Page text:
“Businesses across the globe in industries from autos to aerospace to consumer electronics are constantly striving to get products to market faster and more efficiently,” said Chuck Grindstaff, CEO and President, Siemens PLM Software. “Our PLM software solutions are being utilized today by virtually every segment of the industrial base worldwide, helping to enable the next era of advanced manufacturing. We’re proud to offer our tools to Frontier Partner startups as they work to bring their own manufacturing­focused innovations to market.”

Initial Frontier participants are:

  • Authentise –engineering software to securely stream 3D designs directly to printers.
  • Avante Technology, LLC –providing software that repairs & prepares 3D files for printing.
  • Matterfab –developing a metal 3D printer for industrial use. x MatterMachine –platform enabling scalable bespoke manufacturing.
  • nTopology, Inc. –building software to generate optimized 3D lattice structures.

“We’re delighted to be part of the Siemens Frontier Partner program to bring our secure delivery tools for additive manufacturing to a greater audience,” said Andre Wegner, Founder and CEO of Authentise. “This is just the start of a long partnership to learn and develop products for a distributed manufacturing future together.”

The pilot startups were chosen because they are all focused on solving industrial users’ challenges that are encountered with 3D printing including reliability, scalability, and ease­ of ­use for mass­ scale applications. Now, startups with a focused on robotics will also be able to access the Frontier Partner program.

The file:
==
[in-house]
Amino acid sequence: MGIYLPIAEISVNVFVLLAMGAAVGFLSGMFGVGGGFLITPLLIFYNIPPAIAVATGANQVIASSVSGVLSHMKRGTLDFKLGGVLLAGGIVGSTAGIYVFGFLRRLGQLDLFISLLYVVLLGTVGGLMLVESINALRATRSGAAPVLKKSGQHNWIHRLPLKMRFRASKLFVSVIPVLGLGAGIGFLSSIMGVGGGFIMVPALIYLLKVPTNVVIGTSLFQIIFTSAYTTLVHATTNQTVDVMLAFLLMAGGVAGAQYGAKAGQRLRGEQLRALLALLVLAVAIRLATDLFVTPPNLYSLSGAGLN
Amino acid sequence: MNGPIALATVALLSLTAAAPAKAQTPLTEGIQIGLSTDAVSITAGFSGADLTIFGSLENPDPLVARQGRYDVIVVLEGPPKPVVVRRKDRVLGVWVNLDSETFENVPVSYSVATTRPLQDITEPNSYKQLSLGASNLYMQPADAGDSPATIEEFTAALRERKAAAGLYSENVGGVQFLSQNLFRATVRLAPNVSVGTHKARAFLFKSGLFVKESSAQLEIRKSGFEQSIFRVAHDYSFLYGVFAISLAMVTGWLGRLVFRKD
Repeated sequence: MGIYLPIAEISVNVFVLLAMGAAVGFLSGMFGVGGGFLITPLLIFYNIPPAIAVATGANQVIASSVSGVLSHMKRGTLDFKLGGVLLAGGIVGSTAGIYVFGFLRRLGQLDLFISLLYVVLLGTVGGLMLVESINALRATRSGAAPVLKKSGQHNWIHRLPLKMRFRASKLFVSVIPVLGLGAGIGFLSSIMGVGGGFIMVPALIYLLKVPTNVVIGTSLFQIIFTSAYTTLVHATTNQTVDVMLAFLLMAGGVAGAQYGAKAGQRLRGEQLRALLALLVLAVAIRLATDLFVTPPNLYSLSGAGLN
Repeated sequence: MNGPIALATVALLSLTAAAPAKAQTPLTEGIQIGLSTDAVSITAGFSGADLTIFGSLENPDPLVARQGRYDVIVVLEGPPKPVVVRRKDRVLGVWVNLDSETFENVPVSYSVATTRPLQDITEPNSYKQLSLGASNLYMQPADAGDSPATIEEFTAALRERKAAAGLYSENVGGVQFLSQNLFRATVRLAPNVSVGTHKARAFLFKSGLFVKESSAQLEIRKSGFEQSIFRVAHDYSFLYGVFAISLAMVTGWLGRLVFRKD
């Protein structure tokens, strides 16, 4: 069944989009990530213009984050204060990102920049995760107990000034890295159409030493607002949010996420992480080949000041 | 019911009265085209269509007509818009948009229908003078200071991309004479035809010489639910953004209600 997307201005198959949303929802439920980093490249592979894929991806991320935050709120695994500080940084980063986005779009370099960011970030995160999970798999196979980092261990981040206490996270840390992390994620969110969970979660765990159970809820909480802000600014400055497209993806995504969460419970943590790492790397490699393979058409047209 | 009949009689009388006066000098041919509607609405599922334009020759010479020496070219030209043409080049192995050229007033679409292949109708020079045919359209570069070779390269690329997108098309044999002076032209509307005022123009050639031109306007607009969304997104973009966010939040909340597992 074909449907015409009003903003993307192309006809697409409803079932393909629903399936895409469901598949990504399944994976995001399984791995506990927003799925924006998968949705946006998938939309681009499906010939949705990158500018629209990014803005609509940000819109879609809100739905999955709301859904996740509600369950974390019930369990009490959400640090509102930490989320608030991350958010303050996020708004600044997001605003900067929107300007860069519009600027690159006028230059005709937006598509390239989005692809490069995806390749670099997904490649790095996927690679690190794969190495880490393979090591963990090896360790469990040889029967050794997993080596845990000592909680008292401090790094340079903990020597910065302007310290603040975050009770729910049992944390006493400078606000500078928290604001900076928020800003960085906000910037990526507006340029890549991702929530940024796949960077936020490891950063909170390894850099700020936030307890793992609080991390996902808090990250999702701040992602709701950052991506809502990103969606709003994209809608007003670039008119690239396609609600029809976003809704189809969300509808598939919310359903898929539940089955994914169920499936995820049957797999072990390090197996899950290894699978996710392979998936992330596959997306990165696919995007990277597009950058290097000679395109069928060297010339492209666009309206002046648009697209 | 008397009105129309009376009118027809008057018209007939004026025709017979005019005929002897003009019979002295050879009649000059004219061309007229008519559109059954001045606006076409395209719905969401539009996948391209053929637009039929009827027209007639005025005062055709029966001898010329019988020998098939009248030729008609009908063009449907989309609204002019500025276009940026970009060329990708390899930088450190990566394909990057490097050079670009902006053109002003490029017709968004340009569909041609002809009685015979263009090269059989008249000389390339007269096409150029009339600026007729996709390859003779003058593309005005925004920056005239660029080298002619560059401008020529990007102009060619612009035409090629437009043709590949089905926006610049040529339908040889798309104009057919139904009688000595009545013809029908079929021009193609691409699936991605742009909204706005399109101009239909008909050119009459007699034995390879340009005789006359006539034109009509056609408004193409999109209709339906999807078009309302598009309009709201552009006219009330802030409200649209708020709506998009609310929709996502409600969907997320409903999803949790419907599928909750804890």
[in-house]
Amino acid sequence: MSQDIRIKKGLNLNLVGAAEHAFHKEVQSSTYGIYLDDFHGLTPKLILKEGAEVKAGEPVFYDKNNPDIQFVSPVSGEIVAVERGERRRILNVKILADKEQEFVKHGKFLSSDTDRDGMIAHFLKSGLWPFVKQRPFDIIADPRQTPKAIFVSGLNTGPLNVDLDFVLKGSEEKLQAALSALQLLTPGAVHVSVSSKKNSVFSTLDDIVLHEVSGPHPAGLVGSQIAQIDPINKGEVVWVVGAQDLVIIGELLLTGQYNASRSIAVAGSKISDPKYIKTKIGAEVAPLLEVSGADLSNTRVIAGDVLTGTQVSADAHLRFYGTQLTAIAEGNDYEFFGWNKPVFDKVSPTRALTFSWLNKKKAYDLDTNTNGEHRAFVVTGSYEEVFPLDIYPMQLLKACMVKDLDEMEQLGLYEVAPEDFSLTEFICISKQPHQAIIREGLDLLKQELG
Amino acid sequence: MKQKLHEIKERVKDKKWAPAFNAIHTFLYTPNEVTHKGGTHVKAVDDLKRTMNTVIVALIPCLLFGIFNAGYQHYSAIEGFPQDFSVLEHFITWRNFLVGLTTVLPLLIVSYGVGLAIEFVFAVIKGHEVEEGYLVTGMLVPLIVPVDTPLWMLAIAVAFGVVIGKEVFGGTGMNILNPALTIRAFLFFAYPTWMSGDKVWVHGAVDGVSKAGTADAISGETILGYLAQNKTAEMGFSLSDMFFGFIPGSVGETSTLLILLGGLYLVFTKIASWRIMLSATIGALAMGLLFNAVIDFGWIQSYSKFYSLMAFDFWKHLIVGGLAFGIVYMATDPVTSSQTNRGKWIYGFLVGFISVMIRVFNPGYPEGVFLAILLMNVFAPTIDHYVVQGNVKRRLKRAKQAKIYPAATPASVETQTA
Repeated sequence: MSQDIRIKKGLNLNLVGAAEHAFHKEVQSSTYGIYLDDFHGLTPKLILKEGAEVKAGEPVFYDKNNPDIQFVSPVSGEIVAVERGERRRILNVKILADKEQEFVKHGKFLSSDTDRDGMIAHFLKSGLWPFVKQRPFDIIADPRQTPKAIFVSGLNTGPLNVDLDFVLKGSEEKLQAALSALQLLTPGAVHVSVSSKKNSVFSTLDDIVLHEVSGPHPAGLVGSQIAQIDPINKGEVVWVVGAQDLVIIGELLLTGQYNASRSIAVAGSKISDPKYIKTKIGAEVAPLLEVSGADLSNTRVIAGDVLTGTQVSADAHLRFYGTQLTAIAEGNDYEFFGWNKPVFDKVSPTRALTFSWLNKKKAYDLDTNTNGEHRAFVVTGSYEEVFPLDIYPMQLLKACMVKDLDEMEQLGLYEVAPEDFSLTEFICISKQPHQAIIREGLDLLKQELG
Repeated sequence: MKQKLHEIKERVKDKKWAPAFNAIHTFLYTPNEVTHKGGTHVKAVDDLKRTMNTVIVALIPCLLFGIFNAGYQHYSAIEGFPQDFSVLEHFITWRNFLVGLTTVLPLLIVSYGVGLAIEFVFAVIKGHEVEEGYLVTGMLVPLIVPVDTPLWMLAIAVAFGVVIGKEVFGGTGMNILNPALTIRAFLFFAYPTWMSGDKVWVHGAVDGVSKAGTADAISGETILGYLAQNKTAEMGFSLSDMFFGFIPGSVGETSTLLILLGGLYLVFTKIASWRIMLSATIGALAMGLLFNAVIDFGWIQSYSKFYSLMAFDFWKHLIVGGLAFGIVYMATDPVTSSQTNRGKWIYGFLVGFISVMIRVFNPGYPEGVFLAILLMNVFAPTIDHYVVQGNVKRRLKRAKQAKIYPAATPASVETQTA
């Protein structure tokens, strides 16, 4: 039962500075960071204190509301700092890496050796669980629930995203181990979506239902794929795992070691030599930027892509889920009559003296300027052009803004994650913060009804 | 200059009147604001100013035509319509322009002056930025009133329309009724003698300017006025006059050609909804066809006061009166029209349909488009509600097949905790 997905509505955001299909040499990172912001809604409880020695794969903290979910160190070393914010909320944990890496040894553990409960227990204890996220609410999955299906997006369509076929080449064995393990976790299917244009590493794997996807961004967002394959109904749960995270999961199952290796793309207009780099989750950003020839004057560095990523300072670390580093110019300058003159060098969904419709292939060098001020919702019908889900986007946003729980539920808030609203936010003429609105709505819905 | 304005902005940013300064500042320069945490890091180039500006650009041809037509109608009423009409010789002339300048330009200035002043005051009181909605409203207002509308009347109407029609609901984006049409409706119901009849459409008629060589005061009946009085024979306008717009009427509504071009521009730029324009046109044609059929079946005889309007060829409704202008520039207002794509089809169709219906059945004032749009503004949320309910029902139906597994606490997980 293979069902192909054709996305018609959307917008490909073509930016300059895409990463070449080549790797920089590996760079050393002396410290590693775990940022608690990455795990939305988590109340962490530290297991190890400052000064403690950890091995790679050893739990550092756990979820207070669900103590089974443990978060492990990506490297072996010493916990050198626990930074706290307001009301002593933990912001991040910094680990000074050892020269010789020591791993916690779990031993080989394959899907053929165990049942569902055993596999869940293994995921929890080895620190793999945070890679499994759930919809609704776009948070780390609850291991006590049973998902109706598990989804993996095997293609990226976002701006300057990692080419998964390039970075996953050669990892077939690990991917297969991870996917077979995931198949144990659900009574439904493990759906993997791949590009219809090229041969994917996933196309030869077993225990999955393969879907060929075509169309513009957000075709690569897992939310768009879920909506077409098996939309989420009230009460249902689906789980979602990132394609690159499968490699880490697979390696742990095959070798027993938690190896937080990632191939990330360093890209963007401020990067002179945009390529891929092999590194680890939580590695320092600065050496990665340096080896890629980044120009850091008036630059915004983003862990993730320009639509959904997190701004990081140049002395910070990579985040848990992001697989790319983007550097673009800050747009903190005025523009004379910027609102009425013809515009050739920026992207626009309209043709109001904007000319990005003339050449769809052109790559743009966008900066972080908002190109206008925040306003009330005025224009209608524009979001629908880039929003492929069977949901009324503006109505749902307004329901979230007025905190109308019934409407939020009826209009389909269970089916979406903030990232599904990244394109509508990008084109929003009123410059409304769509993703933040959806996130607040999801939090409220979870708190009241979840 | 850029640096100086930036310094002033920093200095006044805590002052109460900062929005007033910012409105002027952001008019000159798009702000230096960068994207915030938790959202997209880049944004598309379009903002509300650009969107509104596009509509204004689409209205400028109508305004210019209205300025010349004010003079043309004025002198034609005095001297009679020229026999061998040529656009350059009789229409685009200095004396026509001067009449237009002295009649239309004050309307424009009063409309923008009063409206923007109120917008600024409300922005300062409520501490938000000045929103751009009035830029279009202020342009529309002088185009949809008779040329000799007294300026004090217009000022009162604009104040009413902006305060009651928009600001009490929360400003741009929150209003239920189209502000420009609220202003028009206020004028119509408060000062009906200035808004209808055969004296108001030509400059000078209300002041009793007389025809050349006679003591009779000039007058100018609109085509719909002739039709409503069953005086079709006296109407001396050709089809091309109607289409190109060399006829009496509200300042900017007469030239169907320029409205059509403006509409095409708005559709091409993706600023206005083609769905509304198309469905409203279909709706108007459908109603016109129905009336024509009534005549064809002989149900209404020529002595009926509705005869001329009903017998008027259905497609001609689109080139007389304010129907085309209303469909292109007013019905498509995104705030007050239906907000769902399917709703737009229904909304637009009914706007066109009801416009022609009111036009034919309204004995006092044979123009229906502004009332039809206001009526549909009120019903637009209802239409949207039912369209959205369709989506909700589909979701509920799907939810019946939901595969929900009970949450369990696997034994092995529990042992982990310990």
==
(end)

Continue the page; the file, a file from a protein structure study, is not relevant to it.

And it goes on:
The expansion of the Frontier Partner program was announced at Bold Bets: Tomorrow’s Industrial Entrepreneurship (And How Everything Will Change) – an event held by The Atlantic at the University of California, Berkeley that focused on the digitalization of infrastructure and how the infusion of entrepreneurship and data will impact industrial manufacturing and software. The event was underwritten by Siemens.

Bold Bets

Authentise mentioned in the Chicago Tribue

Tracy said manufacturing constraints — once a limit for the aircraft manufacturer — were fading in the face of new materials and the ability to design, analyze and certify parts made from new processes. The tendency of manufacturing to become an information business led Wegner to foresee a day when software — and not engineers — would design the shape of parts whose characteristics were keyed in as guidelines.

Hop on over to the Chicago Tribune to see more. Amazing event hosted by GE Ventures at the outskirts of IMTS in Chicago – honoured to be a part of it.